Tops Sales & Services, Inc. v. City of Forest Park, Georgia, No. 1:2009cv00442 - Document 21 (N.D. Ga. 2009)

Court Description: ORDER denying 2 Motion for Preliminary Injunction. Signed by Judge Richard W. Story on 5/5/09. (ekb)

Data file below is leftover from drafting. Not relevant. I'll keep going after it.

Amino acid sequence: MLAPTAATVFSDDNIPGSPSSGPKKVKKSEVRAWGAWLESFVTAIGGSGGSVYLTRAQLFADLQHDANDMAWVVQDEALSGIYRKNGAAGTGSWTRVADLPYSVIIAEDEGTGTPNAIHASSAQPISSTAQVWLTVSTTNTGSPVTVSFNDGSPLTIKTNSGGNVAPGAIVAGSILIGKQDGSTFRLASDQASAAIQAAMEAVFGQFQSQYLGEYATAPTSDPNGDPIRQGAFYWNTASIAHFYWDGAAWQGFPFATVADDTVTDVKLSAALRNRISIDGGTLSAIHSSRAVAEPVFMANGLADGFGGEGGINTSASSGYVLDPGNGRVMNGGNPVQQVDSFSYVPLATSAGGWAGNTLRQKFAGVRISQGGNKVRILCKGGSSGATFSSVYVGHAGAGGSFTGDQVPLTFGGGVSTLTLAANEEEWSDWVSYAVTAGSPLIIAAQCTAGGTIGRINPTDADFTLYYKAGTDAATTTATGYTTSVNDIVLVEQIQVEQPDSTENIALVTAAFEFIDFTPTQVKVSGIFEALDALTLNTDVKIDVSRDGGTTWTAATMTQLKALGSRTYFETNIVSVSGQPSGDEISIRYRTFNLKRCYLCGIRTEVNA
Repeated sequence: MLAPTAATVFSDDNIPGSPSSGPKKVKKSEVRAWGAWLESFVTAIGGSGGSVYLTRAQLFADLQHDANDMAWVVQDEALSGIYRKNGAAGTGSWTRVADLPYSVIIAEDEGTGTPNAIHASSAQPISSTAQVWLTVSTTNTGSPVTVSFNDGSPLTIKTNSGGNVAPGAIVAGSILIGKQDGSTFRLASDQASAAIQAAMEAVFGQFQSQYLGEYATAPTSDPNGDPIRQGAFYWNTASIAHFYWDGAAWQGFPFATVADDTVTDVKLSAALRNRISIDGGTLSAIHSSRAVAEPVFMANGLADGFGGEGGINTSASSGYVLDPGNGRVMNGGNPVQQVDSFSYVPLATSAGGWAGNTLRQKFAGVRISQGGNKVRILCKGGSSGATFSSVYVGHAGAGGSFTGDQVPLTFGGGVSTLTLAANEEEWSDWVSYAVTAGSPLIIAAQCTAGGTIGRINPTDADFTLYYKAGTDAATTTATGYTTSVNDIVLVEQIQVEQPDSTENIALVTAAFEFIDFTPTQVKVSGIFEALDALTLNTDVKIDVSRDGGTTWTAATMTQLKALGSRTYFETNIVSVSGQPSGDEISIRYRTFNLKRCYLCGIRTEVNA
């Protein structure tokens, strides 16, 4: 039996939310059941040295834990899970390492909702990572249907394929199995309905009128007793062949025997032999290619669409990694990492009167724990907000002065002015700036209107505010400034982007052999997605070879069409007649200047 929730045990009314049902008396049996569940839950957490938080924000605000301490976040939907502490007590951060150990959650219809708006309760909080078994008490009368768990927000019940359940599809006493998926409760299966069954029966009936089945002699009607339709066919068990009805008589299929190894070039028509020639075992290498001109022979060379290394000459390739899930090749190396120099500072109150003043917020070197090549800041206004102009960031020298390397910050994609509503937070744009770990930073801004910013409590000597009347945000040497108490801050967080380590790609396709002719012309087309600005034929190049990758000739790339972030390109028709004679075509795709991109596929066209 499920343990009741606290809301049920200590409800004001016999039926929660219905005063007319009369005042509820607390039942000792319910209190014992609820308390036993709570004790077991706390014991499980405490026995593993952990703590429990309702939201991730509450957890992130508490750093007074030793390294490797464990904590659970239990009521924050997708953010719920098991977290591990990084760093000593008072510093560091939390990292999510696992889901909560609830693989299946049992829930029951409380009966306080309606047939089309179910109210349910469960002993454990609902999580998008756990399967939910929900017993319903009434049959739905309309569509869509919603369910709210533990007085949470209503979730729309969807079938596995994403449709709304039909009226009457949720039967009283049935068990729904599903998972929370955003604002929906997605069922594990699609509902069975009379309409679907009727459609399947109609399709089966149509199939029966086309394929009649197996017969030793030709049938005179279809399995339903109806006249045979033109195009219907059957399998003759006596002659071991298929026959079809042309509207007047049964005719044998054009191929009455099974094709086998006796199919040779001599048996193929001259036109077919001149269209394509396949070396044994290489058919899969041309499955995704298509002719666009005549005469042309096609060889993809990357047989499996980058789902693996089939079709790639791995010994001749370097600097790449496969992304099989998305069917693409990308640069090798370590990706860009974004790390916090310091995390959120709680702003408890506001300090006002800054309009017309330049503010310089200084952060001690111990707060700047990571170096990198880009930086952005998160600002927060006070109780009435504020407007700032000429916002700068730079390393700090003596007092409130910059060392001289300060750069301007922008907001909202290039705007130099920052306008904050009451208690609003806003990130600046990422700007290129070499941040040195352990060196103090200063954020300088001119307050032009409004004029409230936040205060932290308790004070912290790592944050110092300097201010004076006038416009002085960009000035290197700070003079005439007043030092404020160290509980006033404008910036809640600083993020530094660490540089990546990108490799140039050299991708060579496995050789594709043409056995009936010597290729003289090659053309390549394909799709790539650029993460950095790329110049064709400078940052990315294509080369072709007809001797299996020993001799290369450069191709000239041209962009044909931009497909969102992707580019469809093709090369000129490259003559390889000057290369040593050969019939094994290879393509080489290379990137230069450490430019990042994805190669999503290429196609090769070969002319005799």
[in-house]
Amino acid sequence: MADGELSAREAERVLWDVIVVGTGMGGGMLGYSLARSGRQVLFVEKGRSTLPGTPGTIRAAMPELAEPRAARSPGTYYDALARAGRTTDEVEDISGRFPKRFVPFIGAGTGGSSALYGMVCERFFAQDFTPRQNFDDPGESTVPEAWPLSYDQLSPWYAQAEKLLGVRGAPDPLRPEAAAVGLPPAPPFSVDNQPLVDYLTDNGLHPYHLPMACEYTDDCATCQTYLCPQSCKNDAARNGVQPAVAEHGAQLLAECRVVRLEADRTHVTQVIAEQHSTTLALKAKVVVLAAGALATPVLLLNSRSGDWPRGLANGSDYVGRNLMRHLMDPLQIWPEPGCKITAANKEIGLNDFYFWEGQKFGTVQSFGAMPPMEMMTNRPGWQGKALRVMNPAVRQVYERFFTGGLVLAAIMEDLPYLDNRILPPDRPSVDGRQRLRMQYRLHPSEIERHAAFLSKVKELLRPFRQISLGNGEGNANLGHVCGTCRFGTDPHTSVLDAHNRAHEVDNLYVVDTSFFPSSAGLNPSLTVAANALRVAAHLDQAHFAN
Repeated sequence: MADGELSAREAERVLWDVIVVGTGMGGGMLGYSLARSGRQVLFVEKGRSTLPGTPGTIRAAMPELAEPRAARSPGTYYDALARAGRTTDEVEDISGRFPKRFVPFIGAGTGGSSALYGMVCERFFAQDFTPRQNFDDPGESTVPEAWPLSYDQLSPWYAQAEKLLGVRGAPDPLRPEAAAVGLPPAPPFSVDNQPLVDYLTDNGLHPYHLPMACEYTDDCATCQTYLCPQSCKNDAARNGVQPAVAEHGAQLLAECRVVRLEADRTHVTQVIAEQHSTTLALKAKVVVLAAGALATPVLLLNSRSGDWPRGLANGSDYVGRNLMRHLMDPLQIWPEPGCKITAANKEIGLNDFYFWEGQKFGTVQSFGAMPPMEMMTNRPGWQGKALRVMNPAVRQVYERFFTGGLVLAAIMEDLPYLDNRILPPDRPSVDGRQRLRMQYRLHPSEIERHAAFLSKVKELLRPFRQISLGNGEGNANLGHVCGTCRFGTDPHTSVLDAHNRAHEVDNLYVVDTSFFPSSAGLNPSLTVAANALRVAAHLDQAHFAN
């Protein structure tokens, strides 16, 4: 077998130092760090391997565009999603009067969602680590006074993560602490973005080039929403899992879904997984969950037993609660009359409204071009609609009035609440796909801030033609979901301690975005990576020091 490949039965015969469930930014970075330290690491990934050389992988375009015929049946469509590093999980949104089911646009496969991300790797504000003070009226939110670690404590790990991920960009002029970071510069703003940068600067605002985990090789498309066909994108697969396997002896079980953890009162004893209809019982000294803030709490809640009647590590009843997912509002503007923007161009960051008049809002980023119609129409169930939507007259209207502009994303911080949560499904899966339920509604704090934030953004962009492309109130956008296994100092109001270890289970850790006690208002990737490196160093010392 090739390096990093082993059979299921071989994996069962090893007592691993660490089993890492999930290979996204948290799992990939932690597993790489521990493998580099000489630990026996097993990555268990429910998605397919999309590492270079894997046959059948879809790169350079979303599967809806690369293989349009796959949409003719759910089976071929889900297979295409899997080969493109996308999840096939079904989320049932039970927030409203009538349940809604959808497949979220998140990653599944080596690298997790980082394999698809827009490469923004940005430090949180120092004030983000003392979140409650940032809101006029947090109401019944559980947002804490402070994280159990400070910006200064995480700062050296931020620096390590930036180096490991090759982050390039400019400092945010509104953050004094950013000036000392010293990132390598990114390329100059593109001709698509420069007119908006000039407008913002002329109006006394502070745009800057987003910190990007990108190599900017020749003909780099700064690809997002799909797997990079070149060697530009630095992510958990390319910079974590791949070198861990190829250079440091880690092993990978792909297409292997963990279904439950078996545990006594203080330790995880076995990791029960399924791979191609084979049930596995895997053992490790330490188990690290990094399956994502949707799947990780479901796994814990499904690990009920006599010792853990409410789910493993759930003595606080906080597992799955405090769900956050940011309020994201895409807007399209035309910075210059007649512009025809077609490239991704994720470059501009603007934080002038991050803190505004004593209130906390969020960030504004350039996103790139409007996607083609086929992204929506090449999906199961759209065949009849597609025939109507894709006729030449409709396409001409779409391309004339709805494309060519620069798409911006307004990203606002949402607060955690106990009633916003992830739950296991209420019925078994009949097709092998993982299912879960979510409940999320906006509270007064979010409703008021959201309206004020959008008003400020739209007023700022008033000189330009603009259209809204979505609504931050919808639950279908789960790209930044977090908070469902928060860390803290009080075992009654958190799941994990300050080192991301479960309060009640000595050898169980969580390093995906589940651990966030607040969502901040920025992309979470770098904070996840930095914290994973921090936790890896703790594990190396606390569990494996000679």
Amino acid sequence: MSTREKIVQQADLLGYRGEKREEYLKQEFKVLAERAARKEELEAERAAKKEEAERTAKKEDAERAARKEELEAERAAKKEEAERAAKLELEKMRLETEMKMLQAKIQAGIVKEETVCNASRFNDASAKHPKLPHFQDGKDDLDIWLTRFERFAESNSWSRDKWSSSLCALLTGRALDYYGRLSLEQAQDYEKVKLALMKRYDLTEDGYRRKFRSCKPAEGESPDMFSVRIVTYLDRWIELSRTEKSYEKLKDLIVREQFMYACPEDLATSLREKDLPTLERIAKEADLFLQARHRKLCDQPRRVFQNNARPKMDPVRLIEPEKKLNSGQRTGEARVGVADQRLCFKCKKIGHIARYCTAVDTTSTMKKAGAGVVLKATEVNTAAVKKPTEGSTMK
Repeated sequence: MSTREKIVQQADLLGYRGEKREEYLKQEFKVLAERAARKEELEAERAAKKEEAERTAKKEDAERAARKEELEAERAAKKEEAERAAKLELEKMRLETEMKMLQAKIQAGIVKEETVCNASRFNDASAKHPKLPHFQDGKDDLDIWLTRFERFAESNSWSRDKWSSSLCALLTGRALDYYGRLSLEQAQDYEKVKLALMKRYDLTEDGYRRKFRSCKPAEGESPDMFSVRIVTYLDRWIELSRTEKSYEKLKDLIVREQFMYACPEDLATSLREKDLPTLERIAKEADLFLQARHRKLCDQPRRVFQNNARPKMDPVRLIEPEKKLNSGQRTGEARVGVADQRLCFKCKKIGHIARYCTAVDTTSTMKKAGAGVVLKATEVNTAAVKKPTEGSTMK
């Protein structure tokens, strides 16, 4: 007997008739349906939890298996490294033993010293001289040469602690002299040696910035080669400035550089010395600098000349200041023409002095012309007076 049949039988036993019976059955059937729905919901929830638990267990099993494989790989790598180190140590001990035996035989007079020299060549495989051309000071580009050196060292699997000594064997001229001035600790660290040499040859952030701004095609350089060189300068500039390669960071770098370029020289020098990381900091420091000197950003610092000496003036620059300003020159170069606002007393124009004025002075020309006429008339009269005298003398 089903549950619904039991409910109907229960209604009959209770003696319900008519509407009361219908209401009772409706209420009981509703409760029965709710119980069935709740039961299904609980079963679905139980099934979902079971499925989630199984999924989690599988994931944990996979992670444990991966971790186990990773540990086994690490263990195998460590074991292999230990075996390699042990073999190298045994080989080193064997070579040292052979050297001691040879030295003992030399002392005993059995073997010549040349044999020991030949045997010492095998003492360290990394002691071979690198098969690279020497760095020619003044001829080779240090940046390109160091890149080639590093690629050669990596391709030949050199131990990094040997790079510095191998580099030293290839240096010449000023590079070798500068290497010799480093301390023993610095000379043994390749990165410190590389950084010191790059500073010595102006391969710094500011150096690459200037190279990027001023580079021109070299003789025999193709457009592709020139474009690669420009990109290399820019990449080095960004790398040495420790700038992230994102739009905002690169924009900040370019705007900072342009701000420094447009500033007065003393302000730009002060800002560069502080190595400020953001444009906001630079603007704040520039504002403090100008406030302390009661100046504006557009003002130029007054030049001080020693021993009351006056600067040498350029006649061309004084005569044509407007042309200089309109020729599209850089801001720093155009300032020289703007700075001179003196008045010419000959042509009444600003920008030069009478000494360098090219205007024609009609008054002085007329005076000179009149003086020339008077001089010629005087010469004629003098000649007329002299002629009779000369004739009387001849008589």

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Tops Sales & Services, Inc. v. City of Forest Park, Georgia Doc. 21 IN THE UNITED STATES DISTRICT COURT FOR THE NORTHERN DISTRICT OF GEORGIA ATLANTA DIVISION TOP SALES & SERVICES, INC. d/b/a TOPS SHOWBAR, Plaintiff, v. CITY OF FOREST PARK, a municipal corporation, Defendant. : : : : : : : : : : : : : : : CIVIL ACTION NO. 1:09-CV-0442-RWS ORDER This case comes before the Court on Plaintiff’s Motion for a Preliminary Injunction [2]. After a review of the pleadings and a hearing held on April 28, 2009, the Court enters the following Order. Background Plaintiff Tops Sales and Services, Inc. d/b/a Tops Showbar (“Tops”) filed this action challenging various ordinances of the City of Forest Park (“City” or “Defendant”) as they relate to the regulation of adult entertainment AO 72A (Rev.8/82) Dockets.Justia.com establishments, specifically, an adult entertainment business that Tops seeks to open in the City. Tops seeks injunctive relief against the City enjoining the enforcement of the challenged ordinances. (Dkt. No. [2].) Tops currently leases property located at 3950 Jonesboro Road in the City of Forest Park (the “A Group property” or “the property”) from The A Group, Inc. (“The A Group”). (Id. at 2.) Plaintiff contends that The A Group was issued a special permit in 1993 allowing the property to be used as an adult entertainment establishment. (Id.) The previous tenant, Red Eyed, Inc. (“REI”), operated an adult entertainment establishment on the property from 1993 to 2008 under a valid license issued by the City. (Id. at 4.) Anticipating REI’s departure from the property, Tops entered into a lease agreement with The A Group in 2008 to lease the property for use as an adult entertainment establishment. (Id. at 5.) In March 2008, Tops submitted a complete adult entertainment and alcohol license application to the City for The A Group property. In June 2008, while still a tenant at The A Group property, REI filed an application with the City for an adult entertainment and alcohol license for 3920 Jonesboro Road, a property adjacent to the A Group property. (Id.) Tops alleges that in August 2008, the City enacted two resolutions favoring REI and 2 AO 72A (Rev.8/82) approved the request for transfer of the location of its license premises to 3920 Jonesboro Road. (Id. at 6.) Shortly following this approval, in September 2008, the City amended the distance requirement provision in the ordinance and enacted a 180-day moratorium on the issuance of adult entertainment licenses. (Id. at 7.) Tops contends that its adult entertainment application was improperly tabled pursuant to a revised ordinance provision enacted in 2009. Further, Tops claims that, in violation of due process, the City has failed to state a reason for its denial of the alcohol license application. (Id. at 8.) Tops’ Complaint rests on several grounds. Tops’ Complaint challenges the constitutionality of the following City of Forest Park actions: (1) the Adult Entertainment Ordinance, § 9-12-4; (2) the Alcohol Code, § 9-2-4; (3) the refusal by the City to recognize the “grandfathered status” of the the A Group property; (4), and the 180-day moratorium. (Complaint [1] at ¶¶ 62-79.) Further, Tops contends that the failure by the City to provide ascertainable standards and a reasoned basis for the denial of the alcohol license constitutes a violation of O.C.G.A. § 3-3-2 and established state law. (Complaint [1] at ¶¶ 80-83.) 3 AO 72A (Rev.8/82) At the core of the Complaint, Tops alleges that the City improperly denied Tops an adult entertainment license as well as an alcohol license. In relief, Tops seeks a declaration by the Court that the City’s adult entertainment and alcoholic beverages ordinances are unconstitutional, and a preliminary and permanent injunction preventing the City from enforcing its ordinances against Tops. In response to the Motion for Preliminary Injunction, the City contends that Tops’ assertions are moot due to the enactment of a 2009 ordinance which invalidates the previous 2008 ordinances and the moratorium. (Dkt. No. [8] at 7-10.) Further, Defendant argues that Tops can assert neither a vested right nor “grandfathered status” for use of the property as an adult entertainment establishment because such rights relate to zoning issues, not licensing issues. (Hearing April 28, 2009.) Finally, in the Hearing held before the Court, the City asserted what it claims to be a valid, uncontested basis for the denial of Tops’ adult entertainment and alcohol license. (Id.) Discussion Plaintiff seeks a preliminary injunction prohibiting the City from denying Tops an alcohol and adult entertainment license. A preliminary injunction is an 4 AO 72A (Rev.8/82) “extraordinary and drastic remedy[.]” Zardui-Quintana v. Richard, 768 F.2d 1213, 1216 (11th Cir. 1985). To obtain such relief, a movant must demonstrate: (1) a substantial likelihood of success on the merits of the underlying case, (2) the movant will suffer irreparable harm in the absence of an injunction, (3) the harm suffered by the movant in the absence of an injunction would exceed the harm suffered by the opposing party if the injunction issued, and (4) an injunction would not disserve the public interest. Johnson & Johnson Vision Care, Inc. v. 1-800 Contacts, Inc., 299 F.3d 1242, 1246-47 (11th Cir. 2002). The Court finds that Plaintiff has failed to meet the burden of demonstrating a substantial likelihood of success on the merits. Plaintiff was denied an adult establishment and alcohol license based on the 2008 City ordinance. The Defendant argues that the City had a valid basis for the denial of Tops’ adult entertainment and alcohol licenses. Tops’ original application for an adult entertainment license was null because REI already possessed an adult establishment license for the property. (Hearing April 28, 2009.) The 2008 ordinance prohibited the issuance of more than one adult license for the same location. Further, Defendant was on previous notice of REI’s intentions of relocating to a building next door to the property. (Id.) Therefore, any 5 AO 72A (Rev.8/82) subsequent adult entertainment application by Tops would violate the distance requirement provision contained in the ordinance. Plaintiff does not seek to challenge either the provision limiting the number of adult entertainment licenses per location or the distance requirement provision of the ordinance. Further, as the alcohol license accompanied the adult entertainment application, the denial of one necessitated the denial of the other. (See Letter from John Parker to Alan Begner, March 26, 2009.) The Court finds that the Defendant has presented evidence that raises substantial doubt about the likelihood that Tops will ultimately prevail on the merits. Conclusion Based on the foregoing, Plaintiff’s Motion for a Preliminary Injunction [2] is DENIED. SO ORDERED this 5th day of May, 2009. ________________________________ RICHARD W. STORY United States District Judge 6 AO 72A (Rev.8/82)